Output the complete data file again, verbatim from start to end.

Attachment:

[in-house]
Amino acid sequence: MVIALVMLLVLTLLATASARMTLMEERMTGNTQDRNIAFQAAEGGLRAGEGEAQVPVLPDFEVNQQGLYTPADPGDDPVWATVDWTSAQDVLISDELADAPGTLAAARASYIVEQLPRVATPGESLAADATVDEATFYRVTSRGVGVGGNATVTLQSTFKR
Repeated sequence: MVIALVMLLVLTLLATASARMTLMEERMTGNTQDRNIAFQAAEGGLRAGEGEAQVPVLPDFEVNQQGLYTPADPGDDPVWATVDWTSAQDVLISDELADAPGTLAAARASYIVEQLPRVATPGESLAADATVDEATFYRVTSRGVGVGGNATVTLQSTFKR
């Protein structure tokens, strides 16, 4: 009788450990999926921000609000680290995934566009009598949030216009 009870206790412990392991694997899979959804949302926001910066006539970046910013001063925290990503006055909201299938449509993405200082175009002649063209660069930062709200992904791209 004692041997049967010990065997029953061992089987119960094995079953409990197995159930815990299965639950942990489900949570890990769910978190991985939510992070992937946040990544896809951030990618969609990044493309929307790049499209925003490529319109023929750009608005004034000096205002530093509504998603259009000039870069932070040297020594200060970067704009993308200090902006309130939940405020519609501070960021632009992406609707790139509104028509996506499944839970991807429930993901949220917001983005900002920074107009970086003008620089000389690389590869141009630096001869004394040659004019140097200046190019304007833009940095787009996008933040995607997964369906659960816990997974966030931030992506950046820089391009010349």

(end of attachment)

[in-house]
Amino acid sequence: MVIALVMLLVLTLLATASARMTLMEERMTGNTQDRNIAFQAAEGGLRAGEGEAQVPVLPDFEVNQQGLYTPADPGDDPVWATVDWTSAQDVLISDELADAPGTLAAARASYIVEQLPRVATPGESLAADATVDEATFYRVTSRGVGVGGNATVTLQSTFKR
Repeated sequence: MVIALVMLLVLTLLATASARMTLMEERMTGNTQDRNIAFQAAEGGLRAGEGEAQVPVLPDFEVNQQGLYTPADPGDDPVWATVDWTSAQDVLISDELADAPGTLAAARASYIVEQLPRVATPGESLAADATVDEATFYRVTSRGVGVGGNATVTLQSTFKR
């Protein structure tokens, strides 16, 4: 009788450990999926921000609000680290995934566009009598949030216009 009870206790412990392991694997899979959804949302926001910066006539970046910013001063925290990503006055909201299938449509993405200082175009002649063209660069930062709200992904791209 004692041997049967010990065997029953061992089987119960094995079953409990197995159930815990299965639950942990489900949570890990769910978190991985939510992070992937946040990544896809951030990618969609990044493309929307790049499209925003490529319109023929750009608005004034000096205002530093509504998603259009000039870069932070040297020594200060970067704009993308200090902006309130939940405020519609501070960021632009992406609707790139509104028509996506499944839970991807429930993901949220917001983005900002920074107009970086003008620089000389690389590869141009630096001869004394040659004019140097200046190019304007833009940095787009996008933040995607997964369906659960816990997974966030931030992506950046820089391009010349």